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Programming language: C#
Tags: ORM     Database     SQL     SqlServer     PostgreSQL     Micro-orm     NetCore     Core    

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README

Exodus

Simple database migrator for .NET Core 2.0.

  • SQL file script based approach.
  • Full async/await API support.
  • Friendly fluent API.
  • Forward-only migrations.
  • Database setup functions (useful especially in development environments).

Supported databases:

  • SQL Server.
  • PostgreSQL (tested on 9.5+).

Supported frameworks:

  • .NET Core 2.0.

Usage:

Installation

All released Exodus versions can be obtained via NuGet Package Manager.

Package Description Version Build
Exodus.Core Core components and abstractions. 1.1.0 Build Status
Exodus.SqlServer Migrator for SQL Server. 1.0.0 Build Status
Exodus.Npgsql Migrator for PostgreSQL. 2.1.0 Build Status

Migration

Migration is a file. It should contain SQL script which executed transforms database state from one version to another.

By convention, the file name has to be in given format:

[version number] - [migration name].sql

Example correct migration file names:

1 - InitializingMigration.sql
1 - Initializing Migration.sql
1-InitializingMigration.sql
0001 - InitializingMigration.sql

Migrations can be loaded from directory or assembly. Both topics are covered later in the documentation.

Migrations are run in ascending order by version.

Informations about applied migrations are stored in database in table named "Migrations".

Creating migrator

In order to perform migrations, we need to create Migrator object.

  • SQL Server:
var connectionString =
    "Server=(localDb)\\MSSQLLocalDB;" +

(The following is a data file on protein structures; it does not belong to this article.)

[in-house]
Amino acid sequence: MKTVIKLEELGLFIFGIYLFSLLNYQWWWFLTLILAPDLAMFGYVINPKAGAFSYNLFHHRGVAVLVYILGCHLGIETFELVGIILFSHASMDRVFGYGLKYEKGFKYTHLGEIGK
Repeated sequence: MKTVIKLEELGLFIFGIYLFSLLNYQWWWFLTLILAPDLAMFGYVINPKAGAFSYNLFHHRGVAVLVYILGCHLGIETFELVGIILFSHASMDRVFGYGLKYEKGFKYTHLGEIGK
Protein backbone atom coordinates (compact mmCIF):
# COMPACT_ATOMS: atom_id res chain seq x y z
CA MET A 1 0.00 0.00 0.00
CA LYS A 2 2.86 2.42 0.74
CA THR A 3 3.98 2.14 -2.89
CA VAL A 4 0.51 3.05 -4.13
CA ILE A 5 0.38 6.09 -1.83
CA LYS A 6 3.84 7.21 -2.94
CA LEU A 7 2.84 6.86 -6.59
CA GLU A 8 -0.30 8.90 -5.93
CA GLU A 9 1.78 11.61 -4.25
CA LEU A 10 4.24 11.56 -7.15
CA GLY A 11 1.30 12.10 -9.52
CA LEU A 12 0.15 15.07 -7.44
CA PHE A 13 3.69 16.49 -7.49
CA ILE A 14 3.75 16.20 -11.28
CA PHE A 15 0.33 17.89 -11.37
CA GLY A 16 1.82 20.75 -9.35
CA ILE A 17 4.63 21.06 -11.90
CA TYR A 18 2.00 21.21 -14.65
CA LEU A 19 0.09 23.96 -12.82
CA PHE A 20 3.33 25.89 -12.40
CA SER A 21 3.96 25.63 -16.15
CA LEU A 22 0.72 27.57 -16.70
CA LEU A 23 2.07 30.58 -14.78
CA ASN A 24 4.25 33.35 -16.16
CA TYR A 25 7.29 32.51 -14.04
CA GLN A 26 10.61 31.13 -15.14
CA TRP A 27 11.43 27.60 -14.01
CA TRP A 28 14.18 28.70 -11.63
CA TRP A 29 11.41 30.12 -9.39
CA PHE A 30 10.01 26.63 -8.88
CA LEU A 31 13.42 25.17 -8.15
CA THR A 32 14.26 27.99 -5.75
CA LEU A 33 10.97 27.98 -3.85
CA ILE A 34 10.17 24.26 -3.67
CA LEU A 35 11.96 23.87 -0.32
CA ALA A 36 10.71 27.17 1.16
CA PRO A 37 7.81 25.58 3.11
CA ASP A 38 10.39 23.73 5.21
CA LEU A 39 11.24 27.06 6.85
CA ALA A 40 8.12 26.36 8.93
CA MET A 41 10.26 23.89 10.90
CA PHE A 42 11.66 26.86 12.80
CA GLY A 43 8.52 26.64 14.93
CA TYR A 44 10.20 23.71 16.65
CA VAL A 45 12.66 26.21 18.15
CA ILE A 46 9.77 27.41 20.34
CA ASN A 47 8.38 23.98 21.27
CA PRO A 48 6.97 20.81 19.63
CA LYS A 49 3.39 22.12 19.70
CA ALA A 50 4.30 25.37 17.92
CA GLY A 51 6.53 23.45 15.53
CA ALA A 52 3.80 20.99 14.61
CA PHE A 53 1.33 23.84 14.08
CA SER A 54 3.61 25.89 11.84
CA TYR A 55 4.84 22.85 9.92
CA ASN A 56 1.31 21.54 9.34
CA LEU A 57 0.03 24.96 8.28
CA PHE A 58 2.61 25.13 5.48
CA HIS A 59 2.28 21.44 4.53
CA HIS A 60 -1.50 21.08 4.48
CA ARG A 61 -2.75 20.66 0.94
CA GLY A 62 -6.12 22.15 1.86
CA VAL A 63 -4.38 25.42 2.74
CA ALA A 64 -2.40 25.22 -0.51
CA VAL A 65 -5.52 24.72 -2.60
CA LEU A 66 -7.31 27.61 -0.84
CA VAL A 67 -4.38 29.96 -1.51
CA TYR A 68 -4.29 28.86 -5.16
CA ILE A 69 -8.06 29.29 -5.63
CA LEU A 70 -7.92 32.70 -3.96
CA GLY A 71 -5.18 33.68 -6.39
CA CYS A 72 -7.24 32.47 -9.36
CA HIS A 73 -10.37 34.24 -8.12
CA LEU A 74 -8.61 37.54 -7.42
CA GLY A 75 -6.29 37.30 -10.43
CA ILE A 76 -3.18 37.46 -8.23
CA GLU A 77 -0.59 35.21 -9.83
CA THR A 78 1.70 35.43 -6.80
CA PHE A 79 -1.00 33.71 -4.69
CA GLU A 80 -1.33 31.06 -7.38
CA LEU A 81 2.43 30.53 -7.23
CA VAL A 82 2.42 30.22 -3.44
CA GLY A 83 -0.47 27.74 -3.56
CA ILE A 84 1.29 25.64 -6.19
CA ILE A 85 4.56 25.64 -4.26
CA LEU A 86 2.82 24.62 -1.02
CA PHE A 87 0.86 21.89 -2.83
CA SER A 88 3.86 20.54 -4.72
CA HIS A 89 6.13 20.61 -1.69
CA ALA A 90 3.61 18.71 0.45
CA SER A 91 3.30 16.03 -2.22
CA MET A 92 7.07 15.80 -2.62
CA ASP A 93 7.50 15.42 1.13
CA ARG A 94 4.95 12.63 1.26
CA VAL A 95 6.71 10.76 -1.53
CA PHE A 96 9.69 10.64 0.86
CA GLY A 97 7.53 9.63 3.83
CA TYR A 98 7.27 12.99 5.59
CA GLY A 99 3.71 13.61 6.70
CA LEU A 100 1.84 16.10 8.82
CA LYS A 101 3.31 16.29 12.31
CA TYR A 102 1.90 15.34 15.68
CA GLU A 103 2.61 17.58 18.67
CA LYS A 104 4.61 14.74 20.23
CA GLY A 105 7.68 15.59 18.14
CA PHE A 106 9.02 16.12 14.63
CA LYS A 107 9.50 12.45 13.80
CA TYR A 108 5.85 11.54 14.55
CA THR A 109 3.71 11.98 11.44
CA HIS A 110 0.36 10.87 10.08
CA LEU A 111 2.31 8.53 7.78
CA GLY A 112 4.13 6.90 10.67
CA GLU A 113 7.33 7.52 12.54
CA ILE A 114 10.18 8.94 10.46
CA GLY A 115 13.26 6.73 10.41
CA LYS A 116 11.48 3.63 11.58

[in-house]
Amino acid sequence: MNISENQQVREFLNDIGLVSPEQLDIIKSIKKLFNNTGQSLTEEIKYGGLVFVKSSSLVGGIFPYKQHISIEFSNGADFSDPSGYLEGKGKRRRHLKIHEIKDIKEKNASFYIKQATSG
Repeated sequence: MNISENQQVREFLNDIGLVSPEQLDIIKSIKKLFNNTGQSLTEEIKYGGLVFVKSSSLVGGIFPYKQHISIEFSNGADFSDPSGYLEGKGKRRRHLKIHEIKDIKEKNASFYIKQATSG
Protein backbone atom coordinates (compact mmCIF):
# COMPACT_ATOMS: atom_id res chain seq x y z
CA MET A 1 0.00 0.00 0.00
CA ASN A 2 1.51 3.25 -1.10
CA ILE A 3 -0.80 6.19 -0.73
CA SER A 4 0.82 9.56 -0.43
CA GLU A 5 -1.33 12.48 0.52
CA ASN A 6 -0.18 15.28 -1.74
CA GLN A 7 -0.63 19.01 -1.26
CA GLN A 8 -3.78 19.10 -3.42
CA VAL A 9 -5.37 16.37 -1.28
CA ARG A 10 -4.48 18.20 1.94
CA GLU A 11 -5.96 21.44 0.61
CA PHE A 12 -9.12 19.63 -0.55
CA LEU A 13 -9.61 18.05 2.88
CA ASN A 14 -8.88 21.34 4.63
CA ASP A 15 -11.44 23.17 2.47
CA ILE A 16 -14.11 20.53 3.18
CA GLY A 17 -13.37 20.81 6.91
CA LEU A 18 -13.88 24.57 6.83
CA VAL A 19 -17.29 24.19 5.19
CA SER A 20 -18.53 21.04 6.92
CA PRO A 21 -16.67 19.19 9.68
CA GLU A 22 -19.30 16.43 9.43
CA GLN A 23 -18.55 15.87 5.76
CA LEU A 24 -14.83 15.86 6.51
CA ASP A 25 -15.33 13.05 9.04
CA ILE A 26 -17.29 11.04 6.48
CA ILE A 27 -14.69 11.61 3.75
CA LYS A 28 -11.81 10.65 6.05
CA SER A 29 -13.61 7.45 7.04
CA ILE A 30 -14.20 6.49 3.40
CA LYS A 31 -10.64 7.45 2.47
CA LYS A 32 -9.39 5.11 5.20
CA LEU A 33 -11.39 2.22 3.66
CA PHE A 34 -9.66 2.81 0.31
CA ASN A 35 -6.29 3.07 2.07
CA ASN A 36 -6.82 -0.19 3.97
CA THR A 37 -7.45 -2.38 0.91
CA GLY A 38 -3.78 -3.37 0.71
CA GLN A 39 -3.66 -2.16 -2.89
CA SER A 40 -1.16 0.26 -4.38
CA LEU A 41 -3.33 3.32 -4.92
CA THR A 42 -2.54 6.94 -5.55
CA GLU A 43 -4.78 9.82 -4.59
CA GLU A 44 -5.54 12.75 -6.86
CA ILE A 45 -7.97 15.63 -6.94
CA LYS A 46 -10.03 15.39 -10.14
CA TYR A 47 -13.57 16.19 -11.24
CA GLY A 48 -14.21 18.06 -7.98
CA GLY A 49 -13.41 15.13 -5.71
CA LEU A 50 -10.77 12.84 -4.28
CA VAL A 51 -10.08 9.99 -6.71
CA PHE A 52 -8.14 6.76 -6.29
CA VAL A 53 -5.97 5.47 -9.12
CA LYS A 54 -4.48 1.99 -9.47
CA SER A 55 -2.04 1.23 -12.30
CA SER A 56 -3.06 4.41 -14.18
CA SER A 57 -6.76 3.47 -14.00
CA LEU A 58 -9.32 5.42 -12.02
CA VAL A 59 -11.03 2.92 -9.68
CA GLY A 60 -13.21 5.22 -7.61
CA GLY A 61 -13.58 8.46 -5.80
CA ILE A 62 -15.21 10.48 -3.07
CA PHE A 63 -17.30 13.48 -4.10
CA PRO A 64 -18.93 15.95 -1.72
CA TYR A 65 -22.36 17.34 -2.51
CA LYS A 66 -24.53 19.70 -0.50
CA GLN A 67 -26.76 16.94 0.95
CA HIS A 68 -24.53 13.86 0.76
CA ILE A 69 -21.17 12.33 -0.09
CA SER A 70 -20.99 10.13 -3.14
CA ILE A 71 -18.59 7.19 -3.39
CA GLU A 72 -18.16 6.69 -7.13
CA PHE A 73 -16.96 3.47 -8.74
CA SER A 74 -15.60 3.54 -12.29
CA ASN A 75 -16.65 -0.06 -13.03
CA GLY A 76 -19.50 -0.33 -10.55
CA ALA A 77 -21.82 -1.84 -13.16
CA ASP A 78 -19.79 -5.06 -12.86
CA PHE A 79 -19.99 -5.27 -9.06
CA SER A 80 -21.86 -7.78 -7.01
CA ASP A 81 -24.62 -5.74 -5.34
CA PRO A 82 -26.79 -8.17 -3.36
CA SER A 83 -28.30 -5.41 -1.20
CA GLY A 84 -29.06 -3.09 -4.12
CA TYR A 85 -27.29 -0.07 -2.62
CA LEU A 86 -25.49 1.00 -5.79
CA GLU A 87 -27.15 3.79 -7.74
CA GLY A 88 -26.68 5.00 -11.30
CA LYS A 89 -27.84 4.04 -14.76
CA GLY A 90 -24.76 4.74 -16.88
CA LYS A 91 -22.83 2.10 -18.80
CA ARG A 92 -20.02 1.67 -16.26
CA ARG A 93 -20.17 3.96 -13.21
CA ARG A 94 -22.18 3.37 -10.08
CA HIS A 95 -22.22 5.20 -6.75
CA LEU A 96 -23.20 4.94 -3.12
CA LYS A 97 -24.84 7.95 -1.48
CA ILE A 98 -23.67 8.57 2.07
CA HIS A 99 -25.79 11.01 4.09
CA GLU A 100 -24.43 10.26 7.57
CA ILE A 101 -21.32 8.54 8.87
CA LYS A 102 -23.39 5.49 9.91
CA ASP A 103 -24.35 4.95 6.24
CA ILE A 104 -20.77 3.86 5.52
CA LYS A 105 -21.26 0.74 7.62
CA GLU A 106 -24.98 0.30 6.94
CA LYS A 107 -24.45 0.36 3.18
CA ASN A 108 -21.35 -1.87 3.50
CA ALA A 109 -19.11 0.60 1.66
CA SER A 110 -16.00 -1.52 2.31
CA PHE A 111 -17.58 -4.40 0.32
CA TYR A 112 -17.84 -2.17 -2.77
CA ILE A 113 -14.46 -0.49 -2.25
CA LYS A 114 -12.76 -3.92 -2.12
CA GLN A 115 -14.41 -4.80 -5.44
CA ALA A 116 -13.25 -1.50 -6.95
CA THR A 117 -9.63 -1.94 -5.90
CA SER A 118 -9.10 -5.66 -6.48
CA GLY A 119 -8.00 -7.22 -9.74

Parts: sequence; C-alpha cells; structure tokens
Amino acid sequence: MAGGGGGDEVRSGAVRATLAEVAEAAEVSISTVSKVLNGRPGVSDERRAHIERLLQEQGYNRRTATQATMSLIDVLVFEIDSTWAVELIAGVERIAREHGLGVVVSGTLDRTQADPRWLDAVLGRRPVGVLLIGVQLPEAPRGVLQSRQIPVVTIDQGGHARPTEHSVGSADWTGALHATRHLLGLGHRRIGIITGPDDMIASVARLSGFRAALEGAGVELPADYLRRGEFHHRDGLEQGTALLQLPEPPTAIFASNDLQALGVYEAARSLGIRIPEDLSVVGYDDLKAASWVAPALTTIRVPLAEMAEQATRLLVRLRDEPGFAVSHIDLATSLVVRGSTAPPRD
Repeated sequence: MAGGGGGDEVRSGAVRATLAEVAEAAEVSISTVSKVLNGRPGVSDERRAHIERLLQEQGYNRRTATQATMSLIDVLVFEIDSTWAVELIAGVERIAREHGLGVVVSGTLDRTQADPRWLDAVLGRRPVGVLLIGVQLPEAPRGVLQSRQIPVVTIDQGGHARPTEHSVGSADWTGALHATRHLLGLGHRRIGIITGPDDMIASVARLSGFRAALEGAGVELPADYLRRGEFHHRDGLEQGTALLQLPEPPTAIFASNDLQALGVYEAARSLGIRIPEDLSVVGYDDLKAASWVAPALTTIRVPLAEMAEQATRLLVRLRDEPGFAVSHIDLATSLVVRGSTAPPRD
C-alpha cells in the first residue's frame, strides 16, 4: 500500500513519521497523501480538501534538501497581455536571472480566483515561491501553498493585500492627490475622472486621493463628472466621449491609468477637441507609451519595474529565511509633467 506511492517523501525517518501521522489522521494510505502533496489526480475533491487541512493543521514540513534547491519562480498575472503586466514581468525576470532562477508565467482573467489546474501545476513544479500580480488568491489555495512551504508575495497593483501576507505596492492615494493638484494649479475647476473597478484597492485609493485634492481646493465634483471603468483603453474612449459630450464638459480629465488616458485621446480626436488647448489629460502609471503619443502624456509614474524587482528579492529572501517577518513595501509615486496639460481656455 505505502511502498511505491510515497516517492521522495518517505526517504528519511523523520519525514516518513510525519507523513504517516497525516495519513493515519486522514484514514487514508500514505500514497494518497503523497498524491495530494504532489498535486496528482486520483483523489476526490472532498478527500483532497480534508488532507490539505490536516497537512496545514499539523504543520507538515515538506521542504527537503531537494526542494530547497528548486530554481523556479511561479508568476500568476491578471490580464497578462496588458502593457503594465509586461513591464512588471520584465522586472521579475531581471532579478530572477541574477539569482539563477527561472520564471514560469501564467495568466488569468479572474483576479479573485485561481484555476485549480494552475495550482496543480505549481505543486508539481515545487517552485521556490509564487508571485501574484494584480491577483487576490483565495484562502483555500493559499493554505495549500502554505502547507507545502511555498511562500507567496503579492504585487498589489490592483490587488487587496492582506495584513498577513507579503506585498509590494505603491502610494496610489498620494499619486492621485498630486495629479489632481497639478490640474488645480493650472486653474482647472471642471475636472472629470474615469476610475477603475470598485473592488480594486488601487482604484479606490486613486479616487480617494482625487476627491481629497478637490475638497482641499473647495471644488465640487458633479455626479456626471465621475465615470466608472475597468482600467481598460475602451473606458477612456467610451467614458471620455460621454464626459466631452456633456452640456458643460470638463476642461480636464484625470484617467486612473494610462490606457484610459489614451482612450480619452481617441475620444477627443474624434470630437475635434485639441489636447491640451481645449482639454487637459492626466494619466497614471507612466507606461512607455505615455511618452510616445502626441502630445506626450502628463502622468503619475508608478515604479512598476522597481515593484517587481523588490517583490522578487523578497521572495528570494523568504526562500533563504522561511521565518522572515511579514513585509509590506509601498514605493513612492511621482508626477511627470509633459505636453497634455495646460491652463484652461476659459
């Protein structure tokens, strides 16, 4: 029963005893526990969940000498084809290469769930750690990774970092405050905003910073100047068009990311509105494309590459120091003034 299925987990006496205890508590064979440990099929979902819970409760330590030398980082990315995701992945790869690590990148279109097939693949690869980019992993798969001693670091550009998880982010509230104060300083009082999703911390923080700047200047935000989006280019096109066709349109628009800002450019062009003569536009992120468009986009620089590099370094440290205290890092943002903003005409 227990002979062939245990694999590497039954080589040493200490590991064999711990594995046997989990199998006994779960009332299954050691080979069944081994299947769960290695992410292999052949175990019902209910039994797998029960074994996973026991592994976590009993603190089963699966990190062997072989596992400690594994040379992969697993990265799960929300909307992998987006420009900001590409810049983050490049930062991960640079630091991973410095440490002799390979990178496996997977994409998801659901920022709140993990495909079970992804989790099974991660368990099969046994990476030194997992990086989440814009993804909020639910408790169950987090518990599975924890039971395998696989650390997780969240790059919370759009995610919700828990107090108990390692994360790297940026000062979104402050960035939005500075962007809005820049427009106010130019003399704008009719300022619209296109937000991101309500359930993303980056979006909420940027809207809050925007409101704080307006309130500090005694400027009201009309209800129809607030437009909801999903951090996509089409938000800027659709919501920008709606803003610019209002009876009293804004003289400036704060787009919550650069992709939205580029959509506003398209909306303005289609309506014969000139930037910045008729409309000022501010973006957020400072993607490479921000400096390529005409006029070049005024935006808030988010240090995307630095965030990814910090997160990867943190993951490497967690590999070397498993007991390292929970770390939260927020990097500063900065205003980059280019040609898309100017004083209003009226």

"Database=exodus.dev;" +
    "Trusted_Connection=True;";
var migrator = new SqlServerMigrator(connectionString);
  • PostgreSQL:
var connectionString = 
    "User ID=postgres;" +
    "Password=postgres;" +
    "Host=localhost;" +
    "Port=5433;" +
    "Database=exodus.dev;" +
    "Pooling=true;";
var migrator = new NpgsqlMigrator(connectionString);

Running migrations

Running migrations in default setup is as easy as:

await migrator.MigrateAsync();

Or in synchronous way:

migrator.Migrate();

Default setup

Default setup is running migrations from directory where Exodus executable is located ("./" path).

Running migrations from directory

Specifying directory which will be recursively searched through for migrations looks like:

await migrator
    .FromDirectory("../src/DevMigrations")
    .MigrateAsync();

Running migrations from assembly

Specifying assembly which will be searched through for migrations looks like:

await migrator
    .FromAssembly("Exodus.Examples.Migrations")
    .MigrateAsync();

IMPORTANT: In order to load migrations from assembly, the assembly must be referenced in a calling project. Additionally, every migration file must have set properties:

Build Action: Embedded resource
Copy to Output Directory: Copy if newer

You can configure this in Visual Studio by right mouse button clicking on the file in Solution Explorer and selecting Properties from context menu.

Logging

Logging to console is just:

await migrator
    .LogToConsole()
    .MigrateAsync();

Custom logging is also simple:

await migrator
    .Log(message => 
    {
        // custom logging logic here
        // for example:
        var formatted = $"Exodus > {message}";
        Console.WriteLine(formatted);
    })
    .MigrateAsync();

Database setup

Note, that you need sufficient database server permissions to run these commands.

Create database if not exists:

await migrator
    .CreateDatabaseIfNotExists()
    .MigrateAsync();

Always recreate database:

await migrator
    .DropCreateDatabase()
    .MigrateAsync();

IMPORTANT: Database setup features were tested only in dev environments. Probably they are not useful in any other way. It is strongly not recommended to use database setup features in production.

Common use case

Common configuration, often used in development environments:

await migrator
    .DropCreateDatabase()
    .FromAssembly("MyProject.Migrations")
    .LogToConsole()
    .MigrateAsync();

More examples can be seen in source code, in examples projects.

Roadmap:

It's not strict roadmap, rather features which are highly possible to show in the future, especially if anybody would request them explicitly.

  • Support for more database engines (looking at you, MySQL).
  • ASP.NET Core integration.
  • CLI.
  • Integration tests for database engines.